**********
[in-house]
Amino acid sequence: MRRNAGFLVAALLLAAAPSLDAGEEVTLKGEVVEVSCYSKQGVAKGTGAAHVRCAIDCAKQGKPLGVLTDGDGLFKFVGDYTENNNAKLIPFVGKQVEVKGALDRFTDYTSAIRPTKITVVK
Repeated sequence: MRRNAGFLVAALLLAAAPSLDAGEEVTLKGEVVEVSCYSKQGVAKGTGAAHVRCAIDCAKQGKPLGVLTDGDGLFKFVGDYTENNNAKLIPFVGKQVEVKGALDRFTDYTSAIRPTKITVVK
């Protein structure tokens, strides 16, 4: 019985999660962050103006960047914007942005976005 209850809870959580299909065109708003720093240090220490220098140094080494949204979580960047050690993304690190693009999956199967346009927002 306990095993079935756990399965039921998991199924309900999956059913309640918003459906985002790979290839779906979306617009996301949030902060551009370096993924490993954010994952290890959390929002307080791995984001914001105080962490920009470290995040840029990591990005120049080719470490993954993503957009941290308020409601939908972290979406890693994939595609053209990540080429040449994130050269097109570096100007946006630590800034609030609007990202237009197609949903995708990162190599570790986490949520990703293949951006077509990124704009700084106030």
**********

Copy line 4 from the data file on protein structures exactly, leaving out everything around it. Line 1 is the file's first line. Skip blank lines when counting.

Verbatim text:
């Protein structure tokens, strides 16, 4: 019985999660962050103006960047914007942005976005 209850809870959580299909065109708003720093240090220490220098140094080494949204979580960047050690993304690190693009999956199967346009927002 306990095993079935756990399965039921998991199924309900999956059913309640918003459906985002790979290839779906979306617009996301949030902060551009370096993924490993954010994952290890959390929002307080791995984001914001105080962490920009470290995040840029990591990005120049080719470490993954993503957009941290308020409601939908972290979406890693994939595609053209990540080429040449994130050269097109570096100007946006630590800034609030609007990202237009197609949903995708990162190599570790986490949520990703293949951006077509990124704009700084106030």